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Researchers analyze law of livestreaming, how it can adjust as technology evolves

Tuesday, November 17, 2020

LAWRENCE — As the COVID-19 pandemic has shuttered large sections of society, people have turned to livestreaming for everything from performing music to education and court hearings. But streaming has been around for years, as have persistent questions about the ethics of questionable and violent content put online and how the law handles such situations. In this context, two scholars have published an essay analyzing the law of livestreaming and how it could be adjusted as the nature of internet streaming evolves.

Genelle Belmas, associate professor of journalism & mass communications at the University of Kansas, and Brian Larson, associate professor of law at Texas A&M University, co-wrote “Fixed? The Law of Live-Streaming,” part of the book “Legal and Ethical Issues of Livestreaming,” Lexington Books, published last month. The chapter reviews the law that covers liability and protections for livestreaming, including Section 230 of the Communications Decency Act, which provides near blanket protections for social media and internet platforms.

The authors said that livestreaming through means such as Facebook Live is legally very similar to uploading content that is streamed later through means such as YouTube. In cases of livestreaming, content appears to be broadcast on the internet as something is happening, but technology of various platforms ensures recordings are being made during the whole process, triggering the traditional legal mechanisms. There are a few areas in which livestreaming has been singled out, such as public meetings held via Zoom, and courts are currently trying to address legal questions regarding that content.

Under Section 230, platforms such as YouTube, Twitter, Facebook and Twitch are almost never held liable for content streamed through their services. That includes objectionable content such as violence, suicide and sexual imagery.

“The immediacy means in situations where you’re a gunman or you’re going to commit suicide, the only way you could share that is through livestreaming,” Larson said. “That makes it ethically fraught. On the legal front, though, Section 230 provides pretty darn good — though not absolute — protection for internet providers.”

Online service providers have been found not liable for distributing numerous instances of livestreamed violence and suicide, principally because they do not exercise editorial control over the content. That differs from print publishers, the authors point out; in print if someone received untrue or damaging content and still published it, they would likely be liable for publishing it with knowledge of its content.

Larson and Belmas examine Section 230, famously referred to as “The 26 words that founded the internet.” Those words — “no provider or user of an interactive computer service shall be treated as the publisher or speaker of any information provided by another information content provider” — essentially made possible the internet as a place where people can share interactive content. The authors point out it may have made sense to have such broad legal protection for websites when the Communications Decency Act was passed in 1996, but the rapid evolution of technology since suggests changes may be needed.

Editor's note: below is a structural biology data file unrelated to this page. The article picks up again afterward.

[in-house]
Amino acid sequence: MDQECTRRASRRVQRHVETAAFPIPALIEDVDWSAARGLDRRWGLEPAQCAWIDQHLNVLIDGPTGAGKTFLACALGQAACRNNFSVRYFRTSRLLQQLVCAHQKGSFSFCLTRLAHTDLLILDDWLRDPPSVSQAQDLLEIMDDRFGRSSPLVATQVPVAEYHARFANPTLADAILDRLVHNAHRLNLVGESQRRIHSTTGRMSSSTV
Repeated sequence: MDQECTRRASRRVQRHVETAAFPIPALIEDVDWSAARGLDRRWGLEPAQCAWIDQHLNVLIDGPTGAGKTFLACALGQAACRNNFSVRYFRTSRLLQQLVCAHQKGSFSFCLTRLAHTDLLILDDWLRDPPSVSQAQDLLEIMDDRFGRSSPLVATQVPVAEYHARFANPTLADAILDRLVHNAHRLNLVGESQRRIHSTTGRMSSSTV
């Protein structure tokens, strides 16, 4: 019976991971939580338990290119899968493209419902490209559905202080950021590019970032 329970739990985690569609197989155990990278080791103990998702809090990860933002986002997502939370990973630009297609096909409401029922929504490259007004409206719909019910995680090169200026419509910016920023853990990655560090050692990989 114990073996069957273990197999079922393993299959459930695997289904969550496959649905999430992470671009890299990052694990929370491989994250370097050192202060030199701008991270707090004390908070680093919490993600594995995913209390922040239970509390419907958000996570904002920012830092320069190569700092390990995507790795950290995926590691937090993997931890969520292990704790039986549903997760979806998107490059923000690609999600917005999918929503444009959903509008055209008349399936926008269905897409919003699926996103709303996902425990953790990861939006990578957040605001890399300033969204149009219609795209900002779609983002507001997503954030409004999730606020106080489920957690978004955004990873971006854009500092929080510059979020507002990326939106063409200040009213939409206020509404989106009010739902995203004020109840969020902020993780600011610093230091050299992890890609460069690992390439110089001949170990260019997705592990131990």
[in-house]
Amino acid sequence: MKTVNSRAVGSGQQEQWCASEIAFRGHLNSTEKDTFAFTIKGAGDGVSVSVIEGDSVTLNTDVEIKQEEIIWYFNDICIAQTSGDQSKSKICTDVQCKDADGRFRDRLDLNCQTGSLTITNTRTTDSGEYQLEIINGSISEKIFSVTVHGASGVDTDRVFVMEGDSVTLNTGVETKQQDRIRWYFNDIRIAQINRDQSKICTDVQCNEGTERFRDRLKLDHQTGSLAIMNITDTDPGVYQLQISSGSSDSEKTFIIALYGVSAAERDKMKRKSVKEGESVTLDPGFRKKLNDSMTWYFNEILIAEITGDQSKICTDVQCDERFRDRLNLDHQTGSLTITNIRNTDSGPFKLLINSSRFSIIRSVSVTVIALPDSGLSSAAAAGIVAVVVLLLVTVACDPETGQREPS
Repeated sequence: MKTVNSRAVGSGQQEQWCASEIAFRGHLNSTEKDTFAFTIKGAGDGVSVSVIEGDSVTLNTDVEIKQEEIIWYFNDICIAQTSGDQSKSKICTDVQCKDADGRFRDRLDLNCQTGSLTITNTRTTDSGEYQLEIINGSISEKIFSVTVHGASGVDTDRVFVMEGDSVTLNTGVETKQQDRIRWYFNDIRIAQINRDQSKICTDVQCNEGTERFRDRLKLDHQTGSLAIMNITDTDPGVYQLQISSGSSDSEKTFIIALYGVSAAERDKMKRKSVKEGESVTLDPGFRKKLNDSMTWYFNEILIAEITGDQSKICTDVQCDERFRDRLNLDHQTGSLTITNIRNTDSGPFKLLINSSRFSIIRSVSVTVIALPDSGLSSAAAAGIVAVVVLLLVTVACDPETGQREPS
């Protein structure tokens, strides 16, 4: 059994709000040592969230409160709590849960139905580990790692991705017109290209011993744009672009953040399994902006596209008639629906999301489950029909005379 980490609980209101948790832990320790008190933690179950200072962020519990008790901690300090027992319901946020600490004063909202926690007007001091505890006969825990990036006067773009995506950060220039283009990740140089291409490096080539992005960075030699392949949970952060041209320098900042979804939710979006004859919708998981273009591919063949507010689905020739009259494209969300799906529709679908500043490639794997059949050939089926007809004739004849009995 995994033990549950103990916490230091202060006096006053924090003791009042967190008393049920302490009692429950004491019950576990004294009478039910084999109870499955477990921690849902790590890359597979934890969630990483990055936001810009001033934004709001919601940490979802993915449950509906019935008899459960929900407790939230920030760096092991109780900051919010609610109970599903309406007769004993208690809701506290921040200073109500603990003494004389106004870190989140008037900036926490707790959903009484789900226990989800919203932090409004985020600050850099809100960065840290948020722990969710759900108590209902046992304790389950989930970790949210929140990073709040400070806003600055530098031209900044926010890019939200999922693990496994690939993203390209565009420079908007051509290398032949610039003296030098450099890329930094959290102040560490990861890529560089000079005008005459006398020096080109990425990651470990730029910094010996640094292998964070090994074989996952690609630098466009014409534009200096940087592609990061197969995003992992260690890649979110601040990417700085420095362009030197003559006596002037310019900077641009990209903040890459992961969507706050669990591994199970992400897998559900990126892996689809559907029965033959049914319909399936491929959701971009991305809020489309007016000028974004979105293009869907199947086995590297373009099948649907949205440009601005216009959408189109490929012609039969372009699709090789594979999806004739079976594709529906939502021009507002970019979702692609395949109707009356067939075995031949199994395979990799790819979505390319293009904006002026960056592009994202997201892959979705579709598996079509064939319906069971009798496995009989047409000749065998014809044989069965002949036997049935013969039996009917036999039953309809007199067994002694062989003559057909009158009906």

“Absolutely there is room for a thoughtful discussion on how to fix this. It is hard to defend such heinous behavior by some streaming violence, sexual exploitation or other terrible stuff, but how do you also allow free speech?” Belmas said. “In theory, at least, we could find a way to curb some of the most egregious examples.”

Belmas and Larson cite steps that have been taken to fight web exploitation, including the Fight Online Sex Trafficking Act of 2017, commonly known as FOSTA. Even such attempts that seem noble on the surface have met with resistance as sex worker advocates say it has inadvertently removed protections they had when conducting their work online.

Larson and Belmas said they hope their chapter provides basic knowledge of how things stand currently so scholars and policymakers can consider remedies for the legal and ethical problems that surround livestreaming. While written largely before the COVID-19 pandemic, the authors point out that the pandemic will certainly raise new questions in streaming without rendering existing law moot. “Just because we have COVID-19 doesn’t mean all these laws we’ve had for a long time aren’t there anymore,” Larson said.

Belmas points out that in the COVID-19 era, government institutions are holding public meetings online via means such as Zoom and are having to find ways to allow public comment, make meetings and records accessible and post notice of meetings. Courts are holding session remotely, and even institutions as storied as the Supreme Court have made changes to allow streaming of their proceedings – at least the audio, as the high court uses phone arguments rather than video-enabled technologies – and recordings of oral arguments are posted weekly on the Court’s website. That move can have a democratizing effect but could also make less government function publicly open, depending on how entities handle it.

“In one sense,” Larson said, “streaming court proceedings is very democratizing: Courtrooms are designed to emphasize the distance and authority of the judge. But in Zoom, we all look like idiots: A judge’s kid or cat can walk into the shot just like yours or mine can.”

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